Benesch, Klaus. "Oral Narrative and Literary Text: Afro-American Folklore in Their Eyes Were Watcting God." Callaloo 11 (1988): 627-35. Bloom, Harold, ed. Zore Neale Hurston. New York: Chelsea, 1986. Bone, Robert. "Ships at a Distance: The Meaning of Their Eyes Were Watcting God." Bloom 15-20. Crabtree, Claire. "The Confluence of Folklore, Ferminism and Black Self-Determination in Zora Neale Hurston's Their Eyes Were Watchng God." Southern Literary Journal 17 (1985): 54-66. Davis, Thadious M. |Nelia Larson.' The Gender of Modermism. Ed. Bonnie Kime Scott. Bloomington: Indiana UP, 1990. 209-16. Ferguson, Sally Ann. "Folkloric Man and Female Growth in Their Eyes Were Watchng God." Black American Literature Forum 21 (1987):185-97. Gates, Henry Louis, Jr. "A Tragedy of Negro Life." Mule Bone. A Comedy of Negro Life. By Langston Hughes and Zora Neale Hurston. Ed. George Houston Bass and Gates. New York: Harper, 1991. 5-24. Gayle, Addison, Jr. "The Outsider." Bloom 35-46. Hemenway, Roben E. "That Which the Soul Lives By." Mulas and Men. By Hurston. Bloomington: Indiana UP, 1978. xi-xxvii. _____. Zora Neale Hurston. A Literary Biography. Urbana: U of Illinois P, 1977. Home, Frank. "Flight." Opportunity 4 (1926): 227. Howard, Lillie. Zora Neale Hurston. Boston: Twayne, 1980. Hurston, Zora Neale. Mules and Men. 1935. Bloomington: Indiana UP, 1963. _____. Their Eyes Were Watching God. 1937. Urbana: U of Illinois P, 1978. Jacobson, Jens Peter. Maris Grubbe: A Lady of the Seventeenth Century. 2nd ed. New York: Twayne, 1975. Larson, Hanna Astrup. "Introduction." Marie Grubbe. A Lady of the Seventeenth Century. By Jens Peter Jacobsen. Trans. by Larson. New York: Boni, 1918. v-xv. Larsen, Nelia. "Correspondence." Opportunity 4 (1926): 295. Lersen, David Levering. When Harlem Was in Vogue. New York: Oxdord UP, 1981. Lupton, Mary Jane. "Zora Neale Hurston and the Survival of the Female." Southern Literary Journal 15 (1982):45-54. Mitchell, P. M. A History of Denish Literature. Copenhagen: Cyldndal, 1957. Pondrom, Cyrona. "The Role of Myth in Hurston's Their Eyes Were Watching God." American Literature 58 (1986): 181-202. Raphael, Robert "Introduction." Jacobson v-xvii. Renza, Louis A. "Influence." critical Terms for Library Study. Ed. Frank Lentricchia and Thomas McLaughlin. Chicago: U of Chicago P, 1990. 186-202. Rosenblatt, Roger. "Their Eyes Were Watching God." Bloom 29-33. Wainwright, M. K. "The Most Unfortunate Thing Zora Ever Wrote: A Defense of Hurston's Dust Tracks on a Road - A Different View of Autobiography." Second Annual Zora Neale Hurston Festival of the Arts and Humanities, 1991. Williams, Sherley Anne. "Janie's Burden." Bloom 97-102. ____ . Preface. Their Eyes Were Watcting God. By Hurston. v-xv.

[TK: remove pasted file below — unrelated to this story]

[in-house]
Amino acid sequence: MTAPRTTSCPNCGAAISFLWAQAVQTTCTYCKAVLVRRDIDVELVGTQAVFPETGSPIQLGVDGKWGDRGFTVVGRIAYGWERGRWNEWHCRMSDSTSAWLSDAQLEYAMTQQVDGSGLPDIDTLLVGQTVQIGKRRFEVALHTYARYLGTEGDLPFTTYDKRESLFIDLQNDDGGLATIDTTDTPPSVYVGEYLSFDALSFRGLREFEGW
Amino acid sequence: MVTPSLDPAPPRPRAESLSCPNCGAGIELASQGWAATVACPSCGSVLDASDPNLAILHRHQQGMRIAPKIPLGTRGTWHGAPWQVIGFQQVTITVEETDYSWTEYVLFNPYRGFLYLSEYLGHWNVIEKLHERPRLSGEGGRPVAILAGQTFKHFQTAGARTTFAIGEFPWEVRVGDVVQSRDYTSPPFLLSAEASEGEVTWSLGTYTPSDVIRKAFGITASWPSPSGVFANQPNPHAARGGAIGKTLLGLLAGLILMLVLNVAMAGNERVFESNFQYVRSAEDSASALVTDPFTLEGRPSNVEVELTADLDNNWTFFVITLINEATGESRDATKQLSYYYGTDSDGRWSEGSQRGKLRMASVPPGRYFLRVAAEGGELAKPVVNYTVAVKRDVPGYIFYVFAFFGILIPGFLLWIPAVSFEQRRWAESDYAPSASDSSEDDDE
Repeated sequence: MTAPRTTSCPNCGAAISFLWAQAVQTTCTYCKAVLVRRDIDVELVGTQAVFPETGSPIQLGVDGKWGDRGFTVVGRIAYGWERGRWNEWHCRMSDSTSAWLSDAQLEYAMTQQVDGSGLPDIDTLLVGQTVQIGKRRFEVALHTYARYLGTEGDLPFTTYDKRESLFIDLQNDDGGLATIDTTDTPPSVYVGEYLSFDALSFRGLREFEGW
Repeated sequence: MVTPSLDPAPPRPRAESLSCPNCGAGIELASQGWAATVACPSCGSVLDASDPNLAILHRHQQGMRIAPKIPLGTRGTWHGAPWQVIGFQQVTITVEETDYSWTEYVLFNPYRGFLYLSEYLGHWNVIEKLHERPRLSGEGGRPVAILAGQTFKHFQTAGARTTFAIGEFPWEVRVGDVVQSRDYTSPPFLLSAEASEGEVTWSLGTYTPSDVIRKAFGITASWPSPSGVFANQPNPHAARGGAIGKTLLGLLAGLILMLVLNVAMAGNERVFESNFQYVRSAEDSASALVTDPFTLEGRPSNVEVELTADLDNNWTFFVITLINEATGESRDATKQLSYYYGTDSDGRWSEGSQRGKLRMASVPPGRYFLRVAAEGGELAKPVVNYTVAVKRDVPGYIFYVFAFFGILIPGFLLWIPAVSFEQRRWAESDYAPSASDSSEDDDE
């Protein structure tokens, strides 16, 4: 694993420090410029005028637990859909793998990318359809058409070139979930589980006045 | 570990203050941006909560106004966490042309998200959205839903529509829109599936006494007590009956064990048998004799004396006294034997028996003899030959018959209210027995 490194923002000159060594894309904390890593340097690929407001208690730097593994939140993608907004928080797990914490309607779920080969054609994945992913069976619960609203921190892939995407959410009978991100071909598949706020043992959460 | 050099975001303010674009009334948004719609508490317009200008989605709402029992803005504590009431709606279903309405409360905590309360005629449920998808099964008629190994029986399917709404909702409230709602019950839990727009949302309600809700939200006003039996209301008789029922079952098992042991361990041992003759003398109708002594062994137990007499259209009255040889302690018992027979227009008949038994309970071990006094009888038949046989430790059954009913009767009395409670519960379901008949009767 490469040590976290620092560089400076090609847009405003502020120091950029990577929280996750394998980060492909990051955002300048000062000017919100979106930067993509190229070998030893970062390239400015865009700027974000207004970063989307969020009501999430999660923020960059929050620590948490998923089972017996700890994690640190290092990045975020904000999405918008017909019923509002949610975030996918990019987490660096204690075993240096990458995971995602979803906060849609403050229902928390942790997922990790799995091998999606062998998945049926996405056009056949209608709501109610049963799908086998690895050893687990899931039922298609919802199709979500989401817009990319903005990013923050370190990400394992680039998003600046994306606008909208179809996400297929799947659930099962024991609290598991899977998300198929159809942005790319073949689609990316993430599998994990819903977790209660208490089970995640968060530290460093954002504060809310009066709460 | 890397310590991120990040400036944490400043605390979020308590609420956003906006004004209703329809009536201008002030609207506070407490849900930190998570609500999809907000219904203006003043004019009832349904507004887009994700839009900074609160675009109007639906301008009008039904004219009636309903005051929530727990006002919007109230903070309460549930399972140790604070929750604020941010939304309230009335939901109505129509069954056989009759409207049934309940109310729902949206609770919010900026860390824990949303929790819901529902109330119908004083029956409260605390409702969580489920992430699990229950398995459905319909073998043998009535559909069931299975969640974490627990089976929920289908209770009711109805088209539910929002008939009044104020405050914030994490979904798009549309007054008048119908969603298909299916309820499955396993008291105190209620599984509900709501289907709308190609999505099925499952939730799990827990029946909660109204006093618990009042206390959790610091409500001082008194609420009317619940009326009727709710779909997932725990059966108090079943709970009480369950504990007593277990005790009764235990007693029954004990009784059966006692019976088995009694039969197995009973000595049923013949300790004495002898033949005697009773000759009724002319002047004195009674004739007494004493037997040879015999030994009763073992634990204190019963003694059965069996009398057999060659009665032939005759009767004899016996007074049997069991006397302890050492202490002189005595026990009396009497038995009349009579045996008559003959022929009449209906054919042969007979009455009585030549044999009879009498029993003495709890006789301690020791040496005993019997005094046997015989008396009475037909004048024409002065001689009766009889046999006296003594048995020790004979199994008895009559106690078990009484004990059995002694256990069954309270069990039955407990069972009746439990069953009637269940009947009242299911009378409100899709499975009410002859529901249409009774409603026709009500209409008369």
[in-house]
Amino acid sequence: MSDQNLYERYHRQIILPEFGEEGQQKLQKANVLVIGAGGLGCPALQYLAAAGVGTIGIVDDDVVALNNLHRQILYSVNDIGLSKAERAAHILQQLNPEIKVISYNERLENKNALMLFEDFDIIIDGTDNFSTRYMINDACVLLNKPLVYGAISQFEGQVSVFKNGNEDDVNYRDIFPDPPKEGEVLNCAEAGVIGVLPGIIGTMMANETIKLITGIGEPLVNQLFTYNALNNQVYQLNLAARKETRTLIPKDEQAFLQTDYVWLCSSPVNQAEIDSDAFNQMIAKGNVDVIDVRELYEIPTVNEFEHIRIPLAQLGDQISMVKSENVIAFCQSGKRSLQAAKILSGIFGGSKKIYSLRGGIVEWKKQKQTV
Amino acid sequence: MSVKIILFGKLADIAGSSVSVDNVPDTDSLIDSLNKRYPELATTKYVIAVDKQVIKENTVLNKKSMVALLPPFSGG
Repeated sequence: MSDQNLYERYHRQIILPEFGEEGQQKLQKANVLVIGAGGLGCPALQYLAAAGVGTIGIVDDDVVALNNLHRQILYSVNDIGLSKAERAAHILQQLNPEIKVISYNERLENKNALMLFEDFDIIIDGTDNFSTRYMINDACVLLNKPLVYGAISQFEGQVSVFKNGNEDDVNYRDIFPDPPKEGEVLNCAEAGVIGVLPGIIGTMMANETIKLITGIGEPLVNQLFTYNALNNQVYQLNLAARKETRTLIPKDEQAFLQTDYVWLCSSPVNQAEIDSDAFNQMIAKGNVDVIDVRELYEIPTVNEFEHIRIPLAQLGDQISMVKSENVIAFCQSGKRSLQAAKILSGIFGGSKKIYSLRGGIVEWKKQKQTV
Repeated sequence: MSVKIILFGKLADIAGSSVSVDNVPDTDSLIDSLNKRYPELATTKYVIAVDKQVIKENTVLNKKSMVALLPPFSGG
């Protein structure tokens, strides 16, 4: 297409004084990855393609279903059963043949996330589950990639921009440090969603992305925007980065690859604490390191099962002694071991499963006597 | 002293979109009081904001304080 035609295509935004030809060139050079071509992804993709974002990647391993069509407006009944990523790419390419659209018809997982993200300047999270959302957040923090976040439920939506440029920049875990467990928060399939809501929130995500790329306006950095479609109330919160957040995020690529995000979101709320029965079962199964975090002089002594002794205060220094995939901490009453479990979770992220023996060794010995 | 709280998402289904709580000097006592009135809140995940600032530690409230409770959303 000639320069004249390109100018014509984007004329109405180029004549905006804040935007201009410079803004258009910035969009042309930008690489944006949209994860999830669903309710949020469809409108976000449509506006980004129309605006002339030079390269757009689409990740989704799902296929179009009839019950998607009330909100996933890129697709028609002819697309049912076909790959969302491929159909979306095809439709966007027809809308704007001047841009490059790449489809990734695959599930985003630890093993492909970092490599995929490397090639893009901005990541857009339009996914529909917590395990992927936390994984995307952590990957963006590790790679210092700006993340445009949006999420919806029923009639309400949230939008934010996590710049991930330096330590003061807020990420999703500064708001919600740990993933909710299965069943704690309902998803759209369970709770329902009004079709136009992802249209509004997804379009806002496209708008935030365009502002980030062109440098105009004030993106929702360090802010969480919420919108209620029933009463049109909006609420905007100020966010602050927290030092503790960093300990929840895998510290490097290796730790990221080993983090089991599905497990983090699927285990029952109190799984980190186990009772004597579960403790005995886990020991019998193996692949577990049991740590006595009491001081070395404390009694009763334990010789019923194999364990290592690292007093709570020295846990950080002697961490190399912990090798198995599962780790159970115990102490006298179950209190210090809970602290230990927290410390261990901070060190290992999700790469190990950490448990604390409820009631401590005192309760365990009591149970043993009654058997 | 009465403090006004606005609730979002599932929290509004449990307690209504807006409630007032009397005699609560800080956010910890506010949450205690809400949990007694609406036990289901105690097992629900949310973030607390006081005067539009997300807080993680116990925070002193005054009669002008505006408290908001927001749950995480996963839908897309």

Jon Woodson is Associate Professor of English at Howard University. He is currently working on a study of Harlem Renaissance writing.
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Author:Woodson, Jon
Publication:African American Review
Date:Dec 22, 1992